4:20 p.m. December 30, 2021
More than £ 6million is to be made available to develop new school places for special educational needs and disabilities (SEND) in Suffolk.
In its budget proposal for 2022, the Conservative Suffolk County Council administration revealed that it planned to spend between £ 6.1m and £ 6.5m on a review in the spring.
This will be phase two of an investment program which has so far seen £ 45million investment to create 861 places.
The latest treasury was unveiled as part of the 2022/23 budget announcement which will be reviewed on January 11 before a final board decision in February.
The council’s budget report prior to this review meeting indicated that the review would assess the success of phase one, the spread and mixing of new locations, and the gaps that remain, which will inform phase two and how the money is spent.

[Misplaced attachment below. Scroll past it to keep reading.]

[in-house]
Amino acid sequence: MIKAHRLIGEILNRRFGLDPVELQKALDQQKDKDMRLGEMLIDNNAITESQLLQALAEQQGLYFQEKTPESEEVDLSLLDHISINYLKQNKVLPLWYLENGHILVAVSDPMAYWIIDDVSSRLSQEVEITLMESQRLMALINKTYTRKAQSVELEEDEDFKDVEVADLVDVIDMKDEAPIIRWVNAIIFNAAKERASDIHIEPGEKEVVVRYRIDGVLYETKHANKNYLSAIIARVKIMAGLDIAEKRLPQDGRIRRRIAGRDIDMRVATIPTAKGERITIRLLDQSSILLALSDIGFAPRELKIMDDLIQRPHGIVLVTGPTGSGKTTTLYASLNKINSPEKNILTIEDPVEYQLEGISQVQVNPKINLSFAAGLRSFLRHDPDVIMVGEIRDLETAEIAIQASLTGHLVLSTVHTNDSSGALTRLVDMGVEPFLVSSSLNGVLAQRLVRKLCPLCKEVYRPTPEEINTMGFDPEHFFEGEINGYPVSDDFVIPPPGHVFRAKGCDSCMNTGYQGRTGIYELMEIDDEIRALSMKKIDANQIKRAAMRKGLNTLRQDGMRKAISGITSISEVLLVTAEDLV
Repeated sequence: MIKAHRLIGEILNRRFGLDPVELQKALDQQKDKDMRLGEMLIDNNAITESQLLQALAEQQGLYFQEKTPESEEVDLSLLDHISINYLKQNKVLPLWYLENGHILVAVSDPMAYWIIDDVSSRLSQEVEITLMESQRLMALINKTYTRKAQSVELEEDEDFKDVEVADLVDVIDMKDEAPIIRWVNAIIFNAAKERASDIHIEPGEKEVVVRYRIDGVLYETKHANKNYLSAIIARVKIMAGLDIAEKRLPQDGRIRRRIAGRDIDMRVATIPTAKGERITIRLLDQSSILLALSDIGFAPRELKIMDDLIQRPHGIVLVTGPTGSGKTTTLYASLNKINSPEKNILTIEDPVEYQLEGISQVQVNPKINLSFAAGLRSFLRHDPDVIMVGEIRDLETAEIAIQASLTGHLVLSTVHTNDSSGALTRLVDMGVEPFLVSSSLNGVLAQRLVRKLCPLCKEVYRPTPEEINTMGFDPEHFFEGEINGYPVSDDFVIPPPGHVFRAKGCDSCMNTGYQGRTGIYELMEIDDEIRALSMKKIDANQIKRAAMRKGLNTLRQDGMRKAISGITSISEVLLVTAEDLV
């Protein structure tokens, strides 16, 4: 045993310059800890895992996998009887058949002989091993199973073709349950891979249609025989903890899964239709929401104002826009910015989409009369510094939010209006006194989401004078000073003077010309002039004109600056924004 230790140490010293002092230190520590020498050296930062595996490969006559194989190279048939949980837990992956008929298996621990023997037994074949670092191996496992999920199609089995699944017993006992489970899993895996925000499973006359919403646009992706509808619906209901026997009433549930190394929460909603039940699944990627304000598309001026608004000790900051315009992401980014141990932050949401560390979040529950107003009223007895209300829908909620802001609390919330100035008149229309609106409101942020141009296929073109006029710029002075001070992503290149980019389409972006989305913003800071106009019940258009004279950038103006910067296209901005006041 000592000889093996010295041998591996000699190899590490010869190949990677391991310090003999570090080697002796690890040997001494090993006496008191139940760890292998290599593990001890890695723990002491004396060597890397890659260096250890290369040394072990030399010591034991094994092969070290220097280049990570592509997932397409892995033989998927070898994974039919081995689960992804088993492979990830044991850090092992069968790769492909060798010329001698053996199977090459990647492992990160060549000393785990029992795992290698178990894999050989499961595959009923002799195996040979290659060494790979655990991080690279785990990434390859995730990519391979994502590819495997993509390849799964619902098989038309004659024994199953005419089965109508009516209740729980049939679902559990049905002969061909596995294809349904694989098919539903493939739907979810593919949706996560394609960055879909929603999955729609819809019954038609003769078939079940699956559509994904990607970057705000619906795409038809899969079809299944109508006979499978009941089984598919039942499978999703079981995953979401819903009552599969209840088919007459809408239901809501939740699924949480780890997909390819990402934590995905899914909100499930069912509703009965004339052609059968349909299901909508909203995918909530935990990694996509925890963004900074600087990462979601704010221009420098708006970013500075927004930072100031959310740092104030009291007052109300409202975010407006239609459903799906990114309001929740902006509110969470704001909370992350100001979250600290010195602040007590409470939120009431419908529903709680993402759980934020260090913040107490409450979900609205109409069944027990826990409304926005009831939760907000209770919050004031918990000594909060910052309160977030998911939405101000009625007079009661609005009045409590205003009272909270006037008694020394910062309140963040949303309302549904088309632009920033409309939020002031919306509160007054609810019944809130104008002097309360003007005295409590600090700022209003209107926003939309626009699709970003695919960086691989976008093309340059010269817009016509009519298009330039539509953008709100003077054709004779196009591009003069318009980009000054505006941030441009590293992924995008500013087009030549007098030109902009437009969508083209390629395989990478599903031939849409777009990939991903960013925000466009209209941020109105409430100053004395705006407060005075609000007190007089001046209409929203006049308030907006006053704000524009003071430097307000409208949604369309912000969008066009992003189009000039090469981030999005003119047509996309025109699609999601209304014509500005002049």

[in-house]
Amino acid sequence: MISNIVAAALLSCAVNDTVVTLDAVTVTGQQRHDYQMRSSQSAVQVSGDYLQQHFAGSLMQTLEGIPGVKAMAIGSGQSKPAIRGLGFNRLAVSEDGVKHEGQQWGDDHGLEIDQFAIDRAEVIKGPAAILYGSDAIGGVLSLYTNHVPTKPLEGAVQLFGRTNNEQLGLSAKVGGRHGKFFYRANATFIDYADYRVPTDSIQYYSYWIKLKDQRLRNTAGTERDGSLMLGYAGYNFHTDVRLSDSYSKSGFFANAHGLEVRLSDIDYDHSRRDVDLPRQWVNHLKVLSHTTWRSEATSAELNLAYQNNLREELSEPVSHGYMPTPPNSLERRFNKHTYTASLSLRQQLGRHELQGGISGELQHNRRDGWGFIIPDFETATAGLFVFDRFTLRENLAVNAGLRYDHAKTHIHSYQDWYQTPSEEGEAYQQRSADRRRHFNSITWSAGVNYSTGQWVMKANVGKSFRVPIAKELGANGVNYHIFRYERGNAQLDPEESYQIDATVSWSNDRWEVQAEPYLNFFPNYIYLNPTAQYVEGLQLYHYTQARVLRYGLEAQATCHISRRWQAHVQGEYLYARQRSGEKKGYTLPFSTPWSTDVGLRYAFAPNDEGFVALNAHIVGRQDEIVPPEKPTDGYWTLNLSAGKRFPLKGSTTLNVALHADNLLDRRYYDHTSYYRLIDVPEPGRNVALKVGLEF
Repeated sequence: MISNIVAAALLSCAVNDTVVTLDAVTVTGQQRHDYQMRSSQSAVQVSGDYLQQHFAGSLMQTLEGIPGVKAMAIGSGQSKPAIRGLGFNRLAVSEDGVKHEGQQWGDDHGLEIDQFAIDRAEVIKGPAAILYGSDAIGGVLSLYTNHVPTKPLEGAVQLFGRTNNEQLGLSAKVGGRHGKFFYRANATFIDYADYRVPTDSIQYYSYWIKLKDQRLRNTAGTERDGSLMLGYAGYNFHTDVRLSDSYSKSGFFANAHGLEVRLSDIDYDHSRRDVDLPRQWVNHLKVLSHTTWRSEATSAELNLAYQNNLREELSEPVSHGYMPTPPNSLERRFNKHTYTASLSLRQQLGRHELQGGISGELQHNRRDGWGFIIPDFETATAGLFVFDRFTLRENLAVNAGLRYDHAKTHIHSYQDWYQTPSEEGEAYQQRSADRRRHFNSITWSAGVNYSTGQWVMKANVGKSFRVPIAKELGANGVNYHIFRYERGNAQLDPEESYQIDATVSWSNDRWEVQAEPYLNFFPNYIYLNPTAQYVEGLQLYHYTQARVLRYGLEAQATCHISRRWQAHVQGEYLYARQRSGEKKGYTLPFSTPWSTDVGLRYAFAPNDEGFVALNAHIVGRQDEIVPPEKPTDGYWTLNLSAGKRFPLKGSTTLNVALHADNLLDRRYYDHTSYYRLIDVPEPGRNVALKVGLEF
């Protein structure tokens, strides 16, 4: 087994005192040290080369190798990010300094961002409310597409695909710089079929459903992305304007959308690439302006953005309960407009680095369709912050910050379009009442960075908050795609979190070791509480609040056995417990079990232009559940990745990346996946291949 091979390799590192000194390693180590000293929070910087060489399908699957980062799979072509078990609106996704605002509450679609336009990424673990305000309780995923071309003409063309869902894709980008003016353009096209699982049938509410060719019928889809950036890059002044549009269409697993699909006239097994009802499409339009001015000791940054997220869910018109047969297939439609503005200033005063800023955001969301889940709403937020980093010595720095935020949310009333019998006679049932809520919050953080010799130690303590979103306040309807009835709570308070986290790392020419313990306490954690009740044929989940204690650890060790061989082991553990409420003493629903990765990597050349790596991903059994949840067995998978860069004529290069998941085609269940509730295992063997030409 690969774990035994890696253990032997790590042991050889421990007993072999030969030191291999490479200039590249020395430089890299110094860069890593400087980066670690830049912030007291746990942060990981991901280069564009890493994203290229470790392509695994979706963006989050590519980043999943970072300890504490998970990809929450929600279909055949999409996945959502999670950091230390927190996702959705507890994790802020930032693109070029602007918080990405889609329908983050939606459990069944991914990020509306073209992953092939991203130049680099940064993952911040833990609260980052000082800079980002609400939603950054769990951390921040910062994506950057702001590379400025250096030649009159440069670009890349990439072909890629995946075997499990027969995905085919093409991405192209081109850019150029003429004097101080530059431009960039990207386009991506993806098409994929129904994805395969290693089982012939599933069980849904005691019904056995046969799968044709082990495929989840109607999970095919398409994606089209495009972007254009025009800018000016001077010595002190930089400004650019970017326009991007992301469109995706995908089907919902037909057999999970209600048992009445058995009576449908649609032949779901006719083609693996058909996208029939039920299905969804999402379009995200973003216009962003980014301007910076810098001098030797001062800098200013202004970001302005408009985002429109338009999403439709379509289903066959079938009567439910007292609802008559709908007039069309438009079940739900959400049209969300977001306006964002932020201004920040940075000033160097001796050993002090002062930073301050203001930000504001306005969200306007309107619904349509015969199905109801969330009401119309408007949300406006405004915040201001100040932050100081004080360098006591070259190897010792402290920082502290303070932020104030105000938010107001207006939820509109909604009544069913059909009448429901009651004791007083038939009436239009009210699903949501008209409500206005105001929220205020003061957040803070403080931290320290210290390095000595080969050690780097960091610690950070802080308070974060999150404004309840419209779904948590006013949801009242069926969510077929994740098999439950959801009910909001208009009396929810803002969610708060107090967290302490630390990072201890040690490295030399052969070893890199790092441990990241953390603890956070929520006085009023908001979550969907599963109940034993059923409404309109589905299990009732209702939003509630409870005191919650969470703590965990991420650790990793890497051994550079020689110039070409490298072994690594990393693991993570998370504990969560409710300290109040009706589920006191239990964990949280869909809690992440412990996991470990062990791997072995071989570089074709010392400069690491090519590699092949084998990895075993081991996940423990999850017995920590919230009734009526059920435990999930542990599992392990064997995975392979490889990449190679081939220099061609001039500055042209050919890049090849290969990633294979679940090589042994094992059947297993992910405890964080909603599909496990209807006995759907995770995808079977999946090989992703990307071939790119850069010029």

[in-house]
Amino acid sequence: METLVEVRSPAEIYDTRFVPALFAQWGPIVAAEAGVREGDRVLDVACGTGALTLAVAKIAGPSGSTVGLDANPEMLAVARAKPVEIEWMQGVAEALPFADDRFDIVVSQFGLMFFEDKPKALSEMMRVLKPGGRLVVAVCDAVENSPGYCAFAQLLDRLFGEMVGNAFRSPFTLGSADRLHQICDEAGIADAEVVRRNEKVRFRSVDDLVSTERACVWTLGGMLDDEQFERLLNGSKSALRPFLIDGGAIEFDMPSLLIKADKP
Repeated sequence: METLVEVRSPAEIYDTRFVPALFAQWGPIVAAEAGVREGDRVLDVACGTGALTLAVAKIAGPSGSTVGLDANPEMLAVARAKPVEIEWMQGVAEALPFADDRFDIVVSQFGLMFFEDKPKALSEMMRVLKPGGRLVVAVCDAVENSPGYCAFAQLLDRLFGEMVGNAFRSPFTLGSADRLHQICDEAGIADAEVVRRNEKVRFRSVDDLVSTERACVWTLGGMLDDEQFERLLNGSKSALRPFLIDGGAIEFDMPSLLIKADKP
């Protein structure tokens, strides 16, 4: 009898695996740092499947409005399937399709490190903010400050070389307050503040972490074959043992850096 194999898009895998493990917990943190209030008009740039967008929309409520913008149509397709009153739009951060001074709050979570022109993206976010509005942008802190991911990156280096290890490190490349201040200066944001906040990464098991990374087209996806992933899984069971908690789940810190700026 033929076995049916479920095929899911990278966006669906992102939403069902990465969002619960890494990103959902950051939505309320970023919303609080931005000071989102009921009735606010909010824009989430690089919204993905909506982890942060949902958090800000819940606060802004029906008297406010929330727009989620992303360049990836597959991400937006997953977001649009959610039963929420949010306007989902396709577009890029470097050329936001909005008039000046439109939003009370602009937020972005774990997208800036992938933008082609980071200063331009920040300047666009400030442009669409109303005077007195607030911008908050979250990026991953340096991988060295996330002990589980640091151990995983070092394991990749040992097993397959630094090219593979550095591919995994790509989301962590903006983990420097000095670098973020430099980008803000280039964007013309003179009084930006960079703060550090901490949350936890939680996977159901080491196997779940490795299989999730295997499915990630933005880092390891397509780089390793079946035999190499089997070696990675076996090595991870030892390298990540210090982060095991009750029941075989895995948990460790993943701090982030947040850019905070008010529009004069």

Deputy head of the board Richard Rout, who is also a member of the finance and environment cabinet, said later next year to create even more places.
“We have announced the original £ 45million in 2019 and then an additional £ 6.5million is needed for what we call phase two of SEND. It’s flagged up in our capital program, but it’s not yet being rolled out.
“Phase two is for specialized units beyond clause 21/22 and more details will be presented later in the next fiscal year, but this is something we are committed to investing in.
“We know this is a priority for Suffolk, we have heard this message loud and clear.”
The £ 45million SEND plan used a mix of new special schools and specialist units attached to mainstream schools.
This aims to help students to integrate educational institutions adapted to their needs and to reduce placements outside the country.
The first 259 places were awarded for the 2020/21 academic year and 334 places this year.
The remaining places will be distributed with 158 in 2022/23 and 110 in 2023/24.
Demand for specialist places continued to increase and follows an Education Review Committee meeting where councilors urged the administration to allocate more funds to SEND improvements.